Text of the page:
A preferred cyclic amine is 1-tallowamidoethyl-2-tallow imidazoline. Preferred compositions contain from about 1% to about 10% of the substituted cyclic amine.
It may also be desirable to include a conditioning agent which controls static in the dryer. Suitable static control agents include ion-pair complexes of the formula (R1 R2 R3 N+ H) (A-) wherein R1 and R2 are C12 -C20 alkyl or alkenyl, R3 is H or CH3 and A- is an anion, such as benzene sulfonate a C1 -C18, preferably C1 -C5, more preferably C1 -C3, linear alkyl benzene sulfonate. These anti-static agents can also provide a softening benefit. These and other suitable anti-static agents are disclosed in U.S. Ser. No. 153,173, D. S. Caswell, filed Feb. 8, 1988, and U.S. Pat. No. 3,959,155, R. E. Montgomery, et al., issued May 25, 1976, both incorporated herein by reference.
To avoid negative interactions with the clay materials, above organic conditioning agents, when appropriate, can be (releasably) encapsulated by suitable materials which, while ensuring the proper release of the organic material in the rinse water, remain stable and avoid negative interactions, upon storage of the products.
The fabric conditioning compositions are typically used at a concentration to provide at least about 50 ppm of the clay in the aqueous laundry solution (exclusive of any fabrics). Addition to the wash and rinse stages are contemplated. Preferably, when the compositions are added in the rinse cycle of a washing machine, at least about 100 ppm and less than about 200 ppm, more preferably between about 100 ppm and about 150 ppm, of clay is used based upon the weight of the laundry solution. When used at concentration of 150 ppm, the compositions encompassed by the present invention will typically have a Relative Deposition (wash added or rinse added applications), as measured by the test described in the Experimental, of at least about 13.0 in an aqueous laundry bath at pH 7-11. The fabric conditioning can be carried out over the range from about 5° C. to the boil.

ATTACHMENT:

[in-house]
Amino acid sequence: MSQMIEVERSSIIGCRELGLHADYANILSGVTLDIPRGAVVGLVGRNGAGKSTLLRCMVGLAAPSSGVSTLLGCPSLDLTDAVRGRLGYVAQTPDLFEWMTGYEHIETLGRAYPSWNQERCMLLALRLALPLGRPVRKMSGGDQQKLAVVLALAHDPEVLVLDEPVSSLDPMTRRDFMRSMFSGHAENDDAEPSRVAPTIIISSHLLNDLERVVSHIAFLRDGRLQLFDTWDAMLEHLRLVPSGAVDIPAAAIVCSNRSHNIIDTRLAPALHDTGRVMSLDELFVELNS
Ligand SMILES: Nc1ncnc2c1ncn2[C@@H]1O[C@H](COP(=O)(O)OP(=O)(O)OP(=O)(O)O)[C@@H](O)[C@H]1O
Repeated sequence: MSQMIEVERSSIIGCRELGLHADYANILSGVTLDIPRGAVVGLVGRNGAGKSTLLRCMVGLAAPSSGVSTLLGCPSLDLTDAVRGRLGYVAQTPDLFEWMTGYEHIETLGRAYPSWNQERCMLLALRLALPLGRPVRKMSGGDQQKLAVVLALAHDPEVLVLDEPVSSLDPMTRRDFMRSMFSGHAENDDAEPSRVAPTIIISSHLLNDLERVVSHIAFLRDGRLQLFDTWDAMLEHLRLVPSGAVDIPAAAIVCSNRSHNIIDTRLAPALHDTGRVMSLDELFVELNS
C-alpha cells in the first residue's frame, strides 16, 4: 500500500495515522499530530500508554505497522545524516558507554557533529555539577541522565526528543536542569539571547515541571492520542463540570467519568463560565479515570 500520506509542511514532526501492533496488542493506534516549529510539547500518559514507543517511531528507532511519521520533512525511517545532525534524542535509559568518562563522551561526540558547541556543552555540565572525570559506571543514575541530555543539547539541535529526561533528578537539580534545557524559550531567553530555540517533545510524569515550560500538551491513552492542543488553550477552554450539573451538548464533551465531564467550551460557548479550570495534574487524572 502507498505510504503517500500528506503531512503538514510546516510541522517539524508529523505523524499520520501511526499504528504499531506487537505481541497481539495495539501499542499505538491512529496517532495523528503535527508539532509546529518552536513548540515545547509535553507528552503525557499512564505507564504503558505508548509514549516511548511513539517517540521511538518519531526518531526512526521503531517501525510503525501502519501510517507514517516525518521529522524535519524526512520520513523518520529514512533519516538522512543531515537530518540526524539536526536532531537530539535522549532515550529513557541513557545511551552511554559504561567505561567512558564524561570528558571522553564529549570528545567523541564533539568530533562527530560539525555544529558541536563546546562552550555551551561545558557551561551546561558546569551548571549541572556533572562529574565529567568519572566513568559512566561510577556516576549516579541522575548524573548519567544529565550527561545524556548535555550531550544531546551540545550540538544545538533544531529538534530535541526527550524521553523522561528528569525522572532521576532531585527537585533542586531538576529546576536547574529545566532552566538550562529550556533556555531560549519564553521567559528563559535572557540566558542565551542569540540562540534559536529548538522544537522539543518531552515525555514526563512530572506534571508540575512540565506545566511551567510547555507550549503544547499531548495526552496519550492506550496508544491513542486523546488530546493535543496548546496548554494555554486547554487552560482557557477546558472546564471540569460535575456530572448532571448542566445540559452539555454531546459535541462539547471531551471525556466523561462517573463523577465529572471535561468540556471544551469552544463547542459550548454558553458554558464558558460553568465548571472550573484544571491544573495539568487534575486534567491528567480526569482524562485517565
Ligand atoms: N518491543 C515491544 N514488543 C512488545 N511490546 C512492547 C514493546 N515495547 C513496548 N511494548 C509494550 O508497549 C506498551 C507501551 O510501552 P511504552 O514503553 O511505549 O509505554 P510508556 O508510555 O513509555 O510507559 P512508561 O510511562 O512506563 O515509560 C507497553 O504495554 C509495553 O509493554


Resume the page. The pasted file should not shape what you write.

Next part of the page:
When added during the wash stage of a washing machine, preferably between about 50 ppm and about 250 ppm, more preferably between about 75 ppm and about 150 ppm are added, based upon the weight of the laundry solution.
Typically, no more than about 0.1 kg fabric (dry base) per liter of water are treated. Generally, from about 0.05 to about 0.08 kg fabric/liter water are treated.
Recently, a method has developed for objective assessment of fabric softeners. The method consists of a battery of tests, known in the detergent industry as the KES-F system of Kawabata. The method is described in S. Kawabata, "The Standardization and Analysis of Hand Evaluation", 2nd Ed., Textile Mach. Soc. of Japan, Osaka, 1980, the disclosures of which are incorporated herein by reference. The shear hysteresis parameter 2HG5 of the KES-F system is believed to be particularly useful in the characterization of fabric softening clays. Preferred herein are hectorite clays which, when incorporated in fabric conditioning compositions at 10% by weight, reduce the shear hysteresis of fabrics laundered therein by at least 32%, more preferable by at least 35%. The shear hysteresis parameter 2HG5 is discussed in more detail in Finnimore and Koenig, Melliand Textilberichte 67 (1986) pages 514-516, the disclosures of which are incorporated herein by reference.
Softness measurements can also be obtained from expert panelists' subjective assessment of softness relative to a control.
A. Washing procedure
Prewash: Cotton/Polyester (86%/14%) terry cloths (Style 4025, Dundee Mills, Griffin, Ga.) that are 11×11 square inches (27.9×7.9 square cm) and weigh about 50 g each are used for the Relative Deposition test. The cloths are washed two times with a conventional non-clay containing detergent formulation (shown below) in 0 grain/gallon water at 125° F. (52° C.) for 12 minutes each, then washed two times in 0 grain/gallon water at 125° F. (52° C.) without detergent and dried in a Whirlpool 3 Cycle Portable Dryer (Model #LE4905XM, Whirlpool Corp., Benton Harbor, Mich.).
Prewash Detergent Composition:
______________________________________Ingredient % (Wt.)______________________________________C12 Linear Alkyl Benzene Sulfonate (Na Salt) 4.1Tallow Alcohol Sulfate (Na Salt) 5.0Neodol ® 23-6.5 (Alkyl Ethoxylate) 2.0Tallow Soap 1.9Sodium Tripolyphosphate 32.0Silicate 6.5Water and Miscellaneous balance to 100______________________________________